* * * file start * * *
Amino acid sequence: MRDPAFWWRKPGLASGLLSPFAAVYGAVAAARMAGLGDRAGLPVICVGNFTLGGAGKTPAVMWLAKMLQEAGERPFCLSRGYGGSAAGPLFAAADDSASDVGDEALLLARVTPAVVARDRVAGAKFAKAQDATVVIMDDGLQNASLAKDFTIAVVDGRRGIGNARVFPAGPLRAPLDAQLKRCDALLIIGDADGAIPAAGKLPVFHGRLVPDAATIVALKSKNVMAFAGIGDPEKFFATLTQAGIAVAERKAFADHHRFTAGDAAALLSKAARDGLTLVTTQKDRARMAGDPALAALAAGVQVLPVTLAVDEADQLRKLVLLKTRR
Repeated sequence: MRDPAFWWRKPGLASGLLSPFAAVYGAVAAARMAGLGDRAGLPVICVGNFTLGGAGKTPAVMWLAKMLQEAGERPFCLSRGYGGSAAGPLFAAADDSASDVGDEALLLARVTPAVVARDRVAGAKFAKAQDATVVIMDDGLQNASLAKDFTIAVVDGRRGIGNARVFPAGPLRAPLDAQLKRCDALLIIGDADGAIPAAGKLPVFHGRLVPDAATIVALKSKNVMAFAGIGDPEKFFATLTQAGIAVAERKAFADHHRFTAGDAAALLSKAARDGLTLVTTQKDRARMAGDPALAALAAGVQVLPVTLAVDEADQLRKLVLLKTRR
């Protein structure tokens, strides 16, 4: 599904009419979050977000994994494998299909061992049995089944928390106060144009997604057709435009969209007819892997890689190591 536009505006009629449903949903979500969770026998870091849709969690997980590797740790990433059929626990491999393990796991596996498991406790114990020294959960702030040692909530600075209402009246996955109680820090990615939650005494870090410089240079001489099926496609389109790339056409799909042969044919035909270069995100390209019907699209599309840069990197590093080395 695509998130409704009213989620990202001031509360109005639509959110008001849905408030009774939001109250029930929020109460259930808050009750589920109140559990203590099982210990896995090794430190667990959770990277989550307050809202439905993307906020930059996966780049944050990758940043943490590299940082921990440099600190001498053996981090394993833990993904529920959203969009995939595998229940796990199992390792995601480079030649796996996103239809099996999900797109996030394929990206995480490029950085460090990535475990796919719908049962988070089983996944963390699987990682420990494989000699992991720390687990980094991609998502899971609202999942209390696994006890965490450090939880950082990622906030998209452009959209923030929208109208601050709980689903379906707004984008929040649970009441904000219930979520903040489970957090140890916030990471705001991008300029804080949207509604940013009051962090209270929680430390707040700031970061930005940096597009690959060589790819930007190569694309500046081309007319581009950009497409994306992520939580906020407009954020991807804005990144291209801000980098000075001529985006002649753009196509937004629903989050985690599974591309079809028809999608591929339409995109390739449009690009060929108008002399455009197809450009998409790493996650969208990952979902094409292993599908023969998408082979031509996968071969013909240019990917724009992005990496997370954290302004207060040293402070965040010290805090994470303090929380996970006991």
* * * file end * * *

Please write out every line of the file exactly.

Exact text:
Amino acid sequence: MRDPAFWWRKPGLASGLLSPFAAVYGAVAAARMAGLGDRAGLPVICVGNFTLGGAGKTPAVMWLAKMLQEAGERPFCLSRGYGGSAAGPLFAAADDSASDVGDEALLLARVTPAVVARDRVAGAKFAKAQDATVVIMDDGLQNASLAKDFTIAVVDGRRGIGNARVFPAGPLRAPLDAQLKRCDALLIIGDADGAIPAAGKLPVFHGRLVPDAATIVALKSKNVMAFAGIGDPEKFFATLTQAGIAVAERKAFADHHRFTAGDAAALLSKAARDGLTLVTTQKDRARMAGDPALAALAAGVQVLPVTLAVDEADQLRKLVLLKTRR
Repeated sequence: MRDPAFWWRKPGLASGLLSPFAAVYGAVAAARMAGLGDRAGLPVICVGNFTLGGAGKTPAVMWLAKMLQEAGERPFCLSRGYGGSAAGPLFAAADDSASDVGDEALLLARVTPAVVARDRVAGAKFAKAQDATVVIMDDGLQNASLAKDFTIAVVDGRRGIGNARVFPAGPLRAPLDAQLKRCDALLIIGDADGAIPAAGKLPVFHGRLVPDAATIVALKSKNVMAFAGIGDPEKFFATLTQAGIAVAERKAFADHHRFTAGDAAALLSKAARDGLTLVTTQKDRARMAGDPALAALAAGVQVLPVTLAVDEADQLRKLVLLKTRR
């Protein structure tokens, strides 16, 4: 599904009419979050977000994994494998299909061992049995089944928390106060144009997604057709435009969209007819892997890689190591 536009505006009629449903949903979500969770026998870091849709969690997980590797740790990433059929626990491999393990796991596996498991406790114990020294959960702030040692909530600075209402009246996955109680820090990615939650005494870090410089240079001489099926496609389109790339056409799909042969044919035909270069995100390209019907699209599309840069990197590093080395 695509998130409704009213989620990202001031509360109005639509959110008001849905408030009774939001109250029930929020109460259930808050009750589920109140559990203590099982210990896995090794430190667990959770990277989550307050809202439905993307906020930059996966780049944050990758940043943490590299940082921990440099600190001498053996981090394993833990993904529920959203969009995939595998229940796990199992390792995601480079030649796996996103239809099996999900797109996030394929990206995480490029950085460090990535475990796919719908049962988070089983996944963390699987990682420990494989000699992991720390687990980094991609998502899971609202999942209390696994006890965490450090939880950082990622906030998209452009959209923030929208109208601050709980689903379906707004984008929040649970009441904000219930979520903040489970957090140890916030990471705001991008300029804080949207509604940013009051962090209270929680430390707040700031970061930005940096597009690959060589790819930007190569694309500046081309007319581009950009497409994306992520939580906020407009954020991807804005990144291209801000980098000075001529985006002649753009196509937004629903989050985690599974591309079809028809999608591929339409995109390739449009690009060929108008002399455009197809450009998409790493996650969208990952979902094409292993599908023969998408082979031509996968071969013909240019990917724009992005990496997370954290302004207060040293402070965040010290805090994470303090929380996970006991």